Bar Bolonat occupies a three-story Civil War-era structure at the corner of 12th and Hudson Streets, one of a row of stately buildings that march down toward the river, reminding you that the West Village was once its own port on the Hudson. The structure — deeper than it is wide, with a porch extension that provides the restaurant with extra seating — held a succession of bad but inexpensive Thai restaurants for nearly two decades. That period ended when Kobma closed three years ago. Since then the ground floor has yawned empty, waiting for a tenant willing to pay the sky-high commercial rents that now characterize the neighborhood. (Two more long-empty restaurant spaces lie directly to its north.)
A much-ballyhooed new sibling of Taim and Balaboosta, Bar Bolonat is that tenant. The build-out of the space is surprisingly spare, with a poured-concrete floor, white-painted brick and black-painted clapboard walls, and ceramic tiles above the bricks that are the sole Middle Eastern design element. Tables, some with banquettes upholstered with fabric that looks like blue mattress ticking, form a horseshoe around a small square bar. The room seats perhaps 50, with a party room downstairs that holds another 20.
At the helm is the tremendously talented Einat Admony, an Israeli-born chef with a Sephardic background who seeks to refine and extend the polyglot Jewish diaspora cuisine of Israel, which includes North African, Eastern European, Yemenite, Turkish, and Persian, as well as Middle Eastern Arab, Christian, and Jewish elements. Her cooking might also be described as elevated peasant, which comes by its comfort-food aspects honestly and effortlessly. As I found when I dined there with a couple of pals this last Friday at 5:30 p.m. (the only time available over the phone), the food is instantly likable, though more expensive than we might have wished. (Total for six shared dishes plus two desserts with three glasses of wine: $193.25, pre-tip.)
The name of the place is Israeli slang for something like "to the point," but Admony also told the Jewish Daily Forward last year that it puns on the first restaurant she worked at when she arrived in New York: Bolo. The savory menu at Bolonat is divided into three areas by dish size, though this is not a hard-and-fast rule. Most spectacular in the first section is the Israeli bagel ($6): an oblong ring of bread burnished to a golden color, scattered with sesame seeds, and served warm with a small bowl of green olive oil and a tiny brown sack of the spice mixture za'atar. Dip, dip, chew. The app is delightful, and instantly establishes a strong sense of hospitality on the part of the chef.
In the same section find a boat of fried olives, a dish borrowed from Balaboosta, and "everyday cauliflower" ($9), crunchy and squishy nut-crusted flowerets lounging in a pool of novel peanut tahini. This gal can cook!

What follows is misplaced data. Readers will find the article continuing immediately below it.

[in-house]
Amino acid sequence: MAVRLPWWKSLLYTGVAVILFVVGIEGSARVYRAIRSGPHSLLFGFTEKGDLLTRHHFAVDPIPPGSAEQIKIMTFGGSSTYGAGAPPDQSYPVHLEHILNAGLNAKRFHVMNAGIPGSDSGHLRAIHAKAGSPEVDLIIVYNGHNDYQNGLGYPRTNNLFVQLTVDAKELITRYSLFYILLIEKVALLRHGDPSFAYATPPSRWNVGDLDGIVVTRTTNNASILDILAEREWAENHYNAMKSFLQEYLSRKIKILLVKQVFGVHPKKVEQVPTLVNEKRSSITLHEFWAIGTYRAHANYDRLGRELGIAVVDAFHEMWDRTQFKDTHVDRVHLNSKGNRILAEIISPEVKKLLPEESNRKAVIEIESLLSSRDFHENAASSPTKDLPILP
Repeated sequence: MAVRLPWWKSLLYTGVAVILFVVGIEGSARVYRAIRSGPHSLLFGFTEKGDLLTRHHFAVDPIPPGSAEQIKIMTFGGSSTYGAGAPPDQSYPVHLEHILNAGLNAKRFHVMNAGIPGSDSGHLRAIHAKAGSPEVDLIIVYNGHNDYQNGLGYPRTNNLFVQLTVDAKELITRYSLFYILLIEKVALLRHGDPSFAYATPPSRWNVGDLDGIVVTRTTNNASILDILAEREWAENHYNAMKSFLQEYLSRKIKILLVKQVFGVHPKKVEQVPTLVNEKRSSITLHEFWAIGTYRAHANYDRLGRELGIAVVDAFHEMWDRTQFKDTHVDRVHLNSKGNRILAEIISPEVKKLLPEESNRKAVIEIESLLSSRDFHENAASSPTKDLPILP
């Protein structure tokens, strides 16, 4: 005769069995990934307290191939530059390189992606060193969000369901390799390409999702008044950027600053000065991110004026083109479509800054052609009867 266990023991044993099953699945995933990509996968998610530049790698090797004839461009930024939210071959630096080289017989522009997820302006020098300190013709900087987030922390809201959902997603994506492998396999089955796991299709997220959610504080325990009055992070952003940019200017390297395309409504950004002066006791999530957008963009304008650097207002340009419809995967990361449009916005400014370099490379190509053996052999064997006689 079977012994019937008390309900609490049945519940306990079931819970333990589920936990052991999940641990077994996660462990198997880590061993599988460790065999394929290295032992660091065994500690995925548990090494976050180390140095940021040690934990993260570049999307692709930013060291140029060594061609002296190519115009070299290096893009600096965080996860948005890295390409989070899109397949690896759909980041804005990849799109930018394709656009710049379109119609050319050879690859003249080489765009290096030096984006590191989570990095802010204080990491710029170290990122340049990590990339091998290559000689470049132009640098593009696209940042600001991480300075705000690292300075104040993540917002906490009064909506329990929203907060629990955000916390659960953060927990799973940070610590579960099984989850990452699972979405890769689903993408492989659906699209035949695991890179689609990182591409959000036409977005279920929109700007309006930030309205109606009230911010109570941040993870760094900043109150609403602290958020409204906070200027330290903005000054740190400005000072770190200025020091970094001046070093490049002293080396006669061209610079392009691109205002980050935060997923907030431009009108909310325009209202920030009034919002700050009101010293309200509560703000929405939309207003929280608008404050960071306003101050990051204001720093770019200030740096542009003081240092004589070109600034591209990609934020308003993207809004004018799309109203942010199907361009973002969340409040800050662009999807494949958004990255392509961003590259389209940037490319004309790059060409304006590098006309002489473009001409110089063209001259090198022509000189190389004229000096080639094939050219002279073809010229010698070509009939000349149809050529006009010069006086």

[Shrimp in Yemenite curry]
Our strategy was to select two dishes from each section, and from the middle region we picked shrimp in Yemenite curry ($17). With its fenugreek emulsions and chile-zapped papaya sauces, the cooking of Yemen revolutionized the Israeli menu when it arrived with airlifted refugees in 1950. Admony sums up the flavors in this one dish, but the result, while delicious, is conceptually flawed. "This tastes more like Thai food," noted a friend from El Paso who recently returned from a long assignment in China. The bowl of what amounts to sweet curry wears a very small badge of bread on its bosom — the buttery, multi-layered malawach — and boasts but four shrimp, which makes the serving seem puny. Add a couple more shrimp and make the bread bigger, please!
We also loved the teardrop-shaped kibbe served with lemon yogurt, and admired its thin cracked-wheat coating — but it too represented a small serving for the price ($15).
Clearly, if you're trying to save a bit of cash at Bar Bolonat, steer toward sections 1 and 3, and skip section 2. The full-blown entrees of the last division include plenty of starch in addition to protein, and we found that two choices left three diners completely satisfied. Poussin ($32) represents the chef's spin on Circassian chicken, a walnut-decorated bird glazed with pomegranate sauce and so perfectly cooked that the skin remains crisp while much of the flesh slides off the bone. The bird rests on some very yellow Persian chelo rice that absorbs the clash of flavors. Getting the last morsels of poultry off the tiny bones will be a challenge.
Every bit as good was a serving of pasta in broad festive ribbons splotched with homemade ricotta. The noodles are oily, lemony, and very filling.
Only three desserts are offered; the two we tried fell short of the savory dishes. The chocolate falafel tasted a little too much like falafel, which interfered with its chocolate punch. In another dessert, the small rhombuses of baklava failed to furnish the expected sweetness of honey, though the mint ice cream alongside, served in a red Moroccan tea glass, was pungently fantastic.
A handful of wines are available by the glass, priced from $12 to $16, the last for a stem of 2008 Meishar #41, a very distinguished Israeli cab/shiraz/merlot blend. You can get a bottle for $68; the lowest online price I found for the same bottle was $23.95. Five strong cocktails are available at $13 each, and they tend to be spins on classics with extra fruit dimensions.
Dining a first time at Bar Bolonat in its opening days proved a thoroughly enjoyable experience, though it's hard to dispel the notion that the food is a little too expensive for what is basically reconfigured Middle Eastern everyday fare, and the price point may prevent me from eating there as often as I'd like. Nevertheless, with its emphasis on fresh vegetables, and food that's already at least partly familiar to New Yorkers, the place is going to be a huge hit.
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